THE PACIFIC is an HBO Miniseries presentation of a Playtone and DreamWorks Production; executive producers, Tom Hanks, Steven Spielberg, Gary Goetzman; co-executive producers, Tony To, Eugene Kelly, Graham Yost, Bruce C. McKenna; producers, Cherylanne Martin, Todd London, Steven Shareshian; co-producers, Robert Schenkkan, George Pelecanos, Michelle Ashford; supervising producer, Tim Van Patten; directors of photography, Remi Adefarasin, B.S.C. and Stephen Windon, A.C.S.; production designer, Anthony Pratt; music by Hans Zimmer, Geoff Zanelli and Blake Neely; music supervisors, Evyen J Klean, Deva Anderson; casting, Meg Liberman, CSA, Cami Patton, C.S.A, Christine King; editors, Alan Cody, A.C.E., Edward A. Warschilka, Marta Evry, A.C.E.; visual effects supervisor, John E. Sullivan; special effects supervisor, Joss Williams; costume designer, Penny Rose; historical consultant, Hugh Ambrose; senior military advisor, Capt. Dale A. Dye, USMC (Ret.). HBO Miniseries president Kary Antholis is the executive in charge of the production.
Parts One, Seven and Nine are directed by Tim Van Patten (HBO’s “The Sopranos”); Part Two is directed by David Nutter (HBO’s “Entourage”); Parts Three and Ten are directed by Jeremy Podeswa (HBO’s “Six Feet Under”); Part Four is directed by Graham Yost (HBO’s “Band of Brothers”); Part Five is directed by Carl Franklin(“Devil in a Blue Dress”); Part Six is directed by Tony To (HBO’s “Band of Brothers”); and Part Eight is directed by David Nutter/Jeremy Podeswa.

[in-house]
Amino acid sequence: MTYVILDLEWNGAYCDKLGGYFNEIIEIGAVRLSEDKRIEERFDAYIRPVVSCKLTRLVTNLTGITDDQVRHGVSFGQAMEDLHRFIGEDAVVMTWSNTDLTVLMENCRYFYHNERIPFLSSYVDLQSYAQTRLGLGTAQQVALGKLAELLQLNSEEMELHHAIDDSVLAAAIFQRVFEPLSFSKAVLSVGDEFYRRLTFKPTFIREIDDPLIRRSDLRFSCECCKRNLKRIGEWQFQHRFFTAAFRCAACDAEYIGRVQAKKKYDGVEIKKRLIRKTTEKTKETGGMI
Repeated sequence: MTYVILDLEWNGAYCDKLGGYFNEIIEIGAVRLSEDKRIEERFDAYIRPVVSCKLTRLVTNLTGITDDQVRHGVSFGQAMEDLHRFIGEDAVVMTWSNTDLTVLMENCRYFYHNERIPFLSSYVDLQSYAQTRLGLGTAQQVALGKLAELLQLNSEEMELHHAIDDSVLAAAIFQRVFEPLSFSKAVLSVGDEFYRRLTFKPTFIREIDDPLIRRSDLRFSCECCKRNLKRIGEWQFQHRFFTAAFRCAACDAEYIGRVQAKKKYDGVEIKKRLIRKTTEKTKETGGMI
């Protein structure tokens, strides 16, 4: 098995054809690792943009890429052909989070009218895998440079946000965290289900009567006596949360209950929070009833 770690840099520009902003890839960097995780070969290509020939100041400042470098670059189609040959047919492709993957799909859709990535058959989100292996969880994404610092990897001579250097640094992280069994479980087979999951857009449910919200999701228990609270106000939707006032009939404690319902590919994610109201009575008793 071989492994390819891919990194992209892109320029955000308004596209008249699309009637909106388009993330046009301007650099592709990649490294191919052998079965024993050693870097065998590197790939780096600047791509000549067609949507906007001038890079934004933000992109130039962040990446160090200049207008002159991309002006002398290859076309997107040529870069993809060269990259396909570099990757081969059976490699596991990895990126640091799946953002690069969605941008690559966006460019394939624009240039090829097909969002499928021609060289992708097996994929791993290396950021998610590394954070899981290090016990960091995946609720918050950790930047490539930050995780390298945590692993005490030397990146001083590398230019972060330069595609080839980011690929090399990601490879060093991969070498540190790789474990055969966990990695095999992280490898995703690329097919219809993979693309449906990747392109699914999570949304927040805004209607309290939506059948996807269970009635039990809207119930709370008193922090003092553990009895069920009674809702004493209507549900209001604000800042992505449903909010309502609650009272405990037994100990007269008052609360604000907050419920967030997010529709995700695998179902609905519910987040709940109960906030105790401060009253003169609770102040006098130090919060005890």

Parts One, Two, Seven and Nine are written by Bruce C. McKenna (HBO’s “Band of Brothers”); Part Three is written by George Pelecanos (HBO’s “The Wire”) and Michelle Ashford (HBO’s “John Adams”); Part Four is written by Robert Schenkkan (“The Quiet American”) and Graham Yost; Part Five is written by Laurence Andries (HBO’s “Six Feet Under”) and Bruce C. McKenna; Part Six is written by Bruce C. McKenna and Laurence Andries and Robert Schenkkan; Part Eight is written by Robert Schenkkan and Michelle Ashford; and Part Ten is written by Bruce C. McKenna and Robert Schenkkan.